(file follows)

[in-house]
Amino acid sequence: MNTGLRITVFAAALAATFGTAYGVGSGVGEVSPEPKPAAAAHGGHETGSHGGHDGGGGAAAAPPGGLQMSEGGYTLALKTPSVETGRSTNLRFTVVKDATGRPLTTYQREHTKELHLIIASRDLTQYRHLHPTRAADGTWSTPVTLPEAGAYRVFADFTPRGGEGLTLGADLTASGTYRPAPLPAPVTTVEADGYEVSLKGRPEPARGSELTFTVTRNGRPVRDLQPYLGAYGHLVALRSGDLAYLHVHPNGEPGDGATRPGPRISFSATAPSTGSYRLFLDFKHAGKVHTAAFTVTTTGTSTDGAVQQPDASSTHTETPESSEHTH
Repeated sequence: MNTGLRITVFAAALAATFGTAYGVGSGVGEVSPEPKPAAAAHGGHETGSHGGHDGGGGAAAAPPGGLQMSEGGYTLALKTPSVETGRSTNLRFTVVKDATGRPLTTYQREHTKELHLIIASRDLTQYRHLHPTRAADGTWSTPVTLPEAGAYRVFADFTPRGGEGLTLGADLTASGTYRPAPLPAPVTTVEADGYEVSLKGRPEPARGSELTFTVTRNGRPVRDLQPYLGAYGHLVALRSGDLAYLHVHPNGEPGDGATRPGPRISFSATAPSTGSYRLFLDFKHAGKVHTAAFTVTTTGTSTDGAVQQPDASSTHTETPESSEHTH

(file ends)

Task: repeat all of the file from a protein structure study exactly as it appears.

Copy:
[in-house]
Amino acid sequence: MNTGLRITVFAAALAATFGTAYGVGSGVGEVSPEPKPAAAAHGGHETGSHGGHDGGGGAAAAPPGGLQMSEGGYTLALKTPSVETGRSTNLRFTVVKDATGRPLTTYQREHTKELHLIIASRDLTQYRHLHPTRAADGTWSTPVTLPEAGAYRVFADFTPRGGEGLTLGADLTASGTYRPAPLPAPVTTVEADGYEVSLKGRPEPARGSELTFTVTRNGRPVRDLQPYLGAYGHLVALRSGDLAYLHVHPNGEPGDGATRPGPRISFSATAPSTGSYRLFLDFKHAGKVHTAAFTVTTTGTSTDGAVQQPDASSTHTETPESSEHTH
Repeated sequence: MNTGLRITVFAAALAATFGTAYGVGSGVGEVSPEPKPAAAAHGGHETGSHGGHDGGGGAAAAPPGGLQMSEGGYTLALKTPSVETGRSTNLRFTVVKDATGRPLTTYQREHTKELHLIIASRDLTQYRHLHPTRAADGTWSTPVTLPEAGAYRVFADFTPRGGEGLTLGADLTASGTYRPAPLPAPVTTVEADGYEVSLKGRPEPARGSELTFTVTRNGRPVRDLQPYLGAYGHLVALRSGDLAYLHVHPNGEPGDGATRPGPRISFSATAPSTGSYRLFLDFKHAGKVHTAAFTVTTTGTSTDGAVQQPDASSTHTETPESSEHTH